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Too much oxygen

Post date: 05/05/2015 | Time to read article: 2 mins

The information within this article was correct at the time of publishing. Last updated 14/11/2018

A baby was born by caesarean section at 27 weeks gestation with a birth weight oftoo-much-oxygen-200 980grams. The baby was intubated, ventilated and endotracheal surfactant was administered. 

During the first four hours of life, the baby’s oxygen saturations were recorded as ranging between 90-97%. A blood gas taken five hours after delivery showed a pH of 7.68 (normal 7.3-7.4), a PaCO2 of 1.91kPa (normal 4.5-6.0), a PaO2 of 35.84kPa (normal 5-8) and a bicarbonate level of 24.6mmol/L (normal 18-24). This demonstrated the baby was being over-ventilated.

The baby was ventilated for three days, placed on continuous positive airway pressure (CPAP), and then placed on 0.5L nasal cannula oxygen due to recurrent apnoeic spells. Overall the baby received 204 hours of oxygen with oxygen saturation levels of 96-100% throughout.

The baby was not referred at four to six weeks of age for retinopathy of prematurity (ROP) screening, and was first seen by an ophthalmologist at the age of seven months when a diagnosis of inoperable Grade 5 ROP, causing blindness, was made. The baby’s parents made a claim against the consultant paediatrician who handled the baby’s care.

Expert opinion

The baby had inappropriately high transcutaneous oxygen saturation levels and PaO2 levels for a period of 204 hours. During oxygen administration to premature infants, very high blood oxygen levels can develop if saturation levels rise above 96%. Weaning of the Fraction of Inspired Oxygen (FiO2) seldom occurred despite oxygen saturation levels of between 96% and 100%, indicating that the nursing staff had no protocol for weaning of oxygen according to oxygen saturation.

There was no record that an ophthalmological appointment for the screening of ROP was made at the recommended four to six weeks of age. The baby developed severe ROP and blindness due to excessive oxygen administration. The opportunity to limit the condition and save the infant’s vision was missed due to the fact that the child was not referred for screening for ROP.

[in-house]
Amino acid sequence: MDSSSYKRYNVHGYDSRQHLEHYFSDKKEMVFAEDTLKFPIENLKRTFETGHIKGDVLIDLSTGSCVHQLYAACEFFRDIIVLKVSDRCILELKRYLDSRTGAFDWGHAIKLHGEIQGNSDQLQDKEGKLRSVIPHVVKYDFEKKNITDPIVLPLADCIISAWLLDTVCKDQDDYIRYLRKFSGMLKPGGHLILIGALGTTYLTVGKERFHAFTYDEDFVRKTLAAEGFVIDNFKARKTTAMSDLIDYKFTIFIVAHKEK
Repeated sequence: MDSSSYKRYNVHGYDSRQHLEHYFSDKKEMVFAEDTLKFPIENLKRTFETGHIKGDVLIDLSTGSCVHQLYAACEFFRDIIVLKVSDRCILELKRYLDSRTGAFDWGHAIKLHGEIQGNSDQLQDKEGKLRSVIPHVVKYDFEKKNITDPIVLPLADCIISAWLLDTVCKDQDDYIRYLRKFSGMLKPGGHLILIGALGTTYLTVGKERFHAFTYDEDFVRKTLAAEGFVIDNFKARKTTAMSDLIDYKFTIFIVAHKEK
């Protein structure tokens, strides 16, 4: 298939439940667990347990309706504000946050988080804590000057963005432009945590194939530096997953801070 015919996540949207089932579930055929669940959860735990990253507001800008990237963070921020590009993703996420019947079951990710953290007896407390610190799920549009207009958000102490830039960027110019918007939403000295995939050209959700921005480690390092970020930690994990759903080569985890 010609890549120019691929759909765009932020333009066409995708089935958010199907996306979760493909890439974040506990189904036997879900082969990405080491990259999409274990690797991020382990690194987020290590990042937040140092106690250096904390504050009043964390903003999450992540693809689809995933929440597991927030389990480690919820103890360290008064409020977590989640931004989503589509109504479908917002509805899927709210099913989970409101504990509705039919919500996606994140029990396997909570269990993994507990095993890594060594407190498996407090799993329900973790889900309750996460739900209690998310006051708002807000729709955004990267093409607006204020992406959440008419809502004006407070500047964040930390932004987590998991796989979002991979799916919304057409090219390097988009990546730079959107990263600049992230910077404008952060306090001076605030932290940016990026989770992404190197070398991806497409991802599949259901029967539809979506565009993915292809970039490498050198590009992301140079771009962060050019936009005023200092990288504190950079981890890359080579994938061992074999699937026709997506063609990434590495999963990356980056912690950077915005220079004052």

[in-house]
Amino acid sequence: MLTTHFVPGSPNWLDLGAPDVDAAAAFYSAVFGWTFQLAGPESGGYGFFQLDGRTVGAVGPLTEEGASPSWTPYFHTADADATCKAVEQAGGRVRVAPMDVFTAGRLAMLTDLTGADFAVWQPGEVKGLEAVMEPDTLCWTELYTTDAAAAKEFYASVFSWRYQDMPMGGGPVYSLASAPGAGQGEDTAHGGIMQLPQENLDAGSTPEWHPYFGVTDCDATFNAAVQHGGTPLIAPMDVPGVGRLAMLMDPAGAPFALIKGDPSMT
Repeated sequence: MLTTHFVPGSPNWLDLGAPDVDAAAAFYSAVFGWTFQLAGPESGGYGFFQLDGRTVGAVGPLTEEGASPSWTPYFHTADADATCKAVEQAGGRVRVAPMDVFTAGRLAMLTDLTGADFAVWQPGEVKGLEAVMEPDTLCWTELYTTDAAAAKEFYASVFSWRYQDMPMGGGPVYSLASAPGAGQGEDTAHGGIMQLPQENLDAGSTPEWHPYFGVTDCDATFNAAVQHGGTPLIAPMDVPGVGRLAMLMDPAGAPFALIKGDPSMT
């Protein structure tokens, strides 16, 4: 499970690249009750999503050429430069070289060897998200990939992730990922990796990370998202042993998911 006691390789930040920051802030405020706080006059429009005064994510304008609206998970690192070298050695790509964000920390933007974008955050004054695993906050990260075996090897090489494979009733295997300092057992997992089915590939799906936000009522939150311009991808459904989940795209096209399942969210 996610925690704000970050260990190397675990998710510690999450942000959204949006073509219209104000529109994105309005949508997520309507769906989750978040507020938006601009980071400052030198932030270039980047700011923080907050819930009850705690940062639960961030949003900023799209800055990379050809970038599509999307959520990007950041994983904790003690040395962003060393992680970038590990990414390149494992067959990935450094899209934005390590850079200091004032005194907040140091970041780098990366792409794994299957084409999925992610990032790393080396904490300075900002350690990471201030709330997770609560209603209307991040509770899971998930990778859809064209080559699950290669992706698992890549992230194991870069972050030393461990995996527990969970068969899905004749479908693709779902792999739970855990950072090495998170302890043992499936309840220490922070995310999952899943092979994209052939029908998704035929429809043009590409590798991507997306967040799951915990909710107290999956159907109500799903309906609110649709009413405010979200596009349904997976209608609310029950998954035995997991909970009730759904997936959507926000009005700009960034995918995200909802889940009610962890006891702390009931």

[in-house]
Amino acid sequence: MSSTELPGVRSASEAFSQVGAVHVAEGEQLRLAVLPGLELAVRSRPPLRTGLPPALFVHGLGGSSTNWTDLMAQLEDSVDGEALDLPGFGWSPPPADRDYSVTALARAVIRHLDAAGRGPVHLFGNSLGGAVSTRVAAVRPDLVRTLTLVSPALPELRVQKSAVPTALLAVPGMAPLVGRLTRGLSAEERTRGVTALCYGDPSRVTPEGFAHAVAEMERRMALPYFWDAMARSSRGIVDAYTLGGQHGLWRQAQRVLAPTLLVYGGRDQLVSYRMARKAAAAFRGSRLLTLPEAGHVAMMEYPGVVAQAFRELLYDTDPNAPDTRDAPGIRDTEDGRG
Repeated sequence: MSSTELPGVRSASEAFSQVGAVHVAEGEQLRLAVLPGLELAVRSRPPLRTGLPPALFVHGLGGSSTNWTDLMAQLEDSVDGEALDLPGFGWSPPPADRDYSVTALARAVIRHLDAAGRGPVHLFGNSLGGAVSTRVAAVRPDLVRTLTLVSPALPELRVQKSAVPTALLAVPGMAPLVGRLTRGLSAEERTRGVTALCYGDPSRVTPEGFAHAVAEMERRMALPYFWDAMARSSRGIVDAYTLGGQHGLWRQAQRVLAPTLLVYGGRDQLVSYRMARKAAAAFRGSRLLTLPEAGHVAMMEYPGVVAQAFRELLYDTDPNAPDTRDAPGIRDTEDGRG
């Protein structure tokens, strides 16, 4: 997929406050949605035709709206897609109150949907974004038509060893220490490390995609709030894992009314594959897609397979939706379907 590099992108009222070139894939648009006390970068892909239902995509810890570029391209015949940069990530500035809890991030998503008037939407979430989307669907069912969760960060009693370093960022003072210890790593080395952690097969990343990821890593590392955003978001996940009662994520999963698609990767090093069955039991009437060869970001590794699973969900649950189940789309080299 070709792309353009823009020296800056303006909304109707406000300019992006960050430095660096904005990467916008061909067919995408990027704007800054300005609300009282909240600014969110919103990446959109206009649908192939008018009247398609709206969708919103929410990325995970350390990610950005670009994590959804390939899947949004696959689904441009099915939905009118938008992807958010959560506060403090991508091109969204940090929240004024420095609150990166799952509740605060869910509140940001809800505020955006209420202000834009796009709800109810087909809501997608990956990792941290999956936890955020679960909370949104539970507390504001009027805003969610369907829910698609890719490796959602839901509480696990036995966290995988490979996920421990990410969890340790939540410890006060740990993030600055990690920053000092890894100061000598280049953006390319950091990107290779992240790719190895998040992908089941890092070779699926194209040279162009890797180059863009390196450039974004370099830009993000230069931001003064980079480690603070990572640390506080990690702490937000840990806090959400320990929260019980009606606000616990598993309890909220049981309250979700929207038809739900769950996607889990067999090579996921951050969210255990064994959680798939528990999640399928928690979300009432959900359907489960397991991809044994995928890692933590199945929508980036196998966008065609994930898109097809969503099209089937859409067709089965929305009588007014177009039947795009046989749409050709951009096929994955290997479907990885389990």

There was negligence on the part of the paediatrician and nursing, in allowing the baby to be exposed to unnecessarily high oxygen levels in his blood over a four-day period, and for not referring the child at the appropriate time for an eye examination. The case was settled for a substantial sum.

Learning points

  • Neonatal units should have written guidelines for oxygen saturation levels during the administration of oxygen to very low birth weight premature infants, and these must be adhered to. 
  • Attention should be paid to weaning oxygen when the saturation levels are more than 95%. The recommended safe levels of oxygen saturation in very premature, low birth weight infants are between 86%-92%. Unrestricted and prolonged oxygen exposure in very low birth weight infants is significantly associated with severe grades of ROP.
  • ROP is a retinal disease that affects premature infants, and can be limited by adhering to the specific guidelines for oxygen administration and by screening of premature infants at four to seven weeks of age by an ophthalmologist experienced in the identification and treatment of ROP.

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